Phil Castle, The Business Times
Office spaces, retail outlets and warehouses likely will become smaller as businesses respond to changes in productivity, commerce and distribution.
Meanwhile, prospects for commercial real estate in the United States remain encouraging, according to Fred Schmidt, president and chief operating officer of Coldwell Banker Commercial. “The outlook for commercial real estate is positive.”
In Mesa County, commercial real estate prices and rents remain lower than national levels despite what’s expected to be increased demand in the retail sector and lower vacancies for multi-family housing, said Todd Conklin, president and chief executive officer of Coldwell Commercial Prime Properties and Coldwell Banker Distinctive Properties based in Grand Junction.
Schmidt and Conklin shared their national and local perspectives during a luncheon presentation at the Western Colorado Economic Summit in Grand Junction. More than 400 people attended the inaugural summit, an event that expanded on what was an annual meeting for the Grand Junction Economic Partnership. The summit included keynote and breakout sessions on not only real estate, but also broadband communication, energy, health care and work force development.
Schmidt leads one of the largest real estate companies in the world with more than 200 offices and 2,300 real estate professionals operating in 20 countries. Schmidt has worked in the real estate industry for more than 30 years.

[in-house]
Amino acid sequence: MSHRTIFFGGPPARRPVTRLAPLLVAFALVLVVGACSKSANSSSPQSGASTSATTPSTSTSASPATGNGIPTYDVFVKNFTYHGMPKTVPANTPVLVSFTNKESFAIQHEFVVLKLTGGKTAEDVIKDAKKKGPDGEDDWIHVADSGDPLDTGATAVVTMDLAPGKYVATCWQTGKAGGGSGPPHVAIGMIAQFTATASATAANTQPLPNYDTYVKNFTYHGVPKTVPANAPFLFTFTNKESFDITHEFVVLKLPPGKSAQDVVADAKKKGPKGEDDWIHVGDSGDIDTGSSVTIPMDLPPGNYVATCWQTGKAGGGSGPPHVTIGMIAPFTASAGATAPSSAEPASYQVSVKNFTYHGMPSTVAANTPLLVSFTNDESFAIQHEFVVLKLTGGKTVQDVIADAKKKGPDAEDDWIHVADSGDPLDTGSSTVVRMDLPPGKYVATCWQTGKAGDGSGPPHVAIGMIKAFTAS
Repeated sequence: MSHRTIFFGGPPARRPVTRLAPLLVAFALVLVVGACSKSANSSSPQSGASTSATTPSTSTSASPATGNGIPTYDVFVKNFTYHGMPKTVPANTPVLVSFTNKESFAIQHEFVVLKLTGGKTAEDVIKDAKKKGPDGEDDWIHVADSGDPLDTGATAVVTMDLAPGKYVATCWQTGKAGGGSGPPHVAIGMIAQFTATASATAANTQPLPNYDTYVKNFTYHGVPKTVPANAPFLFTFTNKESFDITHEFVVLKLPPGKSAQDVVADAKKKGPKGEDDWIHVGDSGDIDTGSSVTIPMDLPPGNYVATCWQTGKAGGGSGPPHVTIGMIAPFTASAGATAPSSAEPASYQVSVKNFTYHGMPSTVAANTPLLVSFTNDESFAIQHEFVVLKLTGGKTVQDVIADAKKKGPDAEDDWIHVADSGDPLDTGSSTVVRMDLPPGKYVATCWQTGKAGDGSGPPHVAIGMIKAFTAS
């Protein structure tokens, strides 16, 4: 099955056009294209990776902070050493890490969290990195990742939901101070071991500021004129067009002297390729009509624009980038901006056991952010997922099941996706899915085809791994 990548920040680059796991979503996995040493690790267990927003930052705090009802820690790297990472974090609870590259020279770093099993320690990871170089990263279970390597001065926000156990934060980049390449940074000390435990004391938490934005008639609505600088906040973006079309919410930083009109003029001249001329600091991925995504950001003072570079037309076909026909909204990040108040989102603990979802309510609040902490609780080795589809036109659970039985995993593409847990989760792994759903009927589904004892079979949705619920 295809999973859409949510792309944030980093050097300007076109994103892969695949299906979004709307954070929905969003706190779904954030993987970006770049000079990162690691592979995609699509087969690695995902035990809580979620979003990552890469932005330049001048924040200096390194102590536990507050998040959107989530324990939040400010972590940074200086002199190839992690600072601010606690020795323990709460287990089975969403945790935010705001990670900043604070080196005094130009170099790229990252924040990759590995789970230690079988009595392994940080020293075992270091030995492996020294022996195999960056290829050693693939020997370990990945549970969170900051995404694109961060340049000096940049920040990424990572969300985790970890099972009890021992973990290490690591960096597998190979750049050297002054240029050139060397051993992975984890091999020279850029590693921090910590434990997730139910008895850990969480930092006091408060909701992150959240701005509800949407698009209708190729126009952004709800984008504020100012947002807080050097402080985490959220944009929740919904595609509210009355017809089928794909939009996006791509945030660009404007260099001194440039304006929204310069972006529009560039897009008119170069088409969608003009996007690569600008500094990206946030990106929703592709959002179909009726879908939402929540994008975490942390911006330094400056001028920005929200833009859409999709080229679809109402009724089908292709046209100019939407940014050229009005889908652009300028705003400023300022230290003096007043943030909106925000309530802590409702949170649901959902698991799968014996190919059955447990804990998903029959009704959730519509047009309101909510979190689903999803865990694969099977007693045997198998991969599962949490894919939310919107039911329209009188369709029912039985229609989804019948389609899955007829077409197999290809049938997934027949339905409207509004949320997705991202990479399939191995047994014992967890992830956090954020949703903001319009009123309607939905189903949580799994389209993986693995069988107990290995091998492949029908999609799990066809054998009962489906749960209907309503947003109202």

The commercial real estate industry in the United States enjoys tailwinds in low interest rates, increasing consumer spending and job growth, Schmidt said. But the industry also faces headwinds in continued unemployment, government debt and political uncertainty.
Demographics also affect commercial real estate, he said, including the emergence of the 76 million millenials born between 1980 and 2000.
As a group, millenials have married and started families later in life, Schmidt said. Millenials also play an increasingly important role in the work force, and Mesa County could take advantage of the priority millenials tend to place on quality of life in attracting members of the generation, he said.
Schmidt also forecast what he sees as trends in commercial real estate, including smaller offices spaces that reflect increased productivity as well as smaller retail outlets and smaller warehouses located closer to customers to expedite distribution. While Internet sales continue to increase, retailers look to offer customers both e-commerce and traditional brick and mortar locations, he said. As a regional transportation hub, Grand Junction could take advantage of changes in distribution, Schmidt said.
Construction of multi-family housing is expected to surge, he said, temporarily increasing vacancy rates.
In Mesa County, Conklin said office vacancy and rental rates remain below national and regional levels.
The price of retail properties remains about half of regional and national levels, he said. But vacancies are expected to go down and prices up as demand increases.
With the downturn in the energy sector related to low prices, vacancies have increased and rents moved lower for industrial properties and warehouses, Conklin said.
Vacancies for multi-family housing have gone down, but rents have not gone up, he said.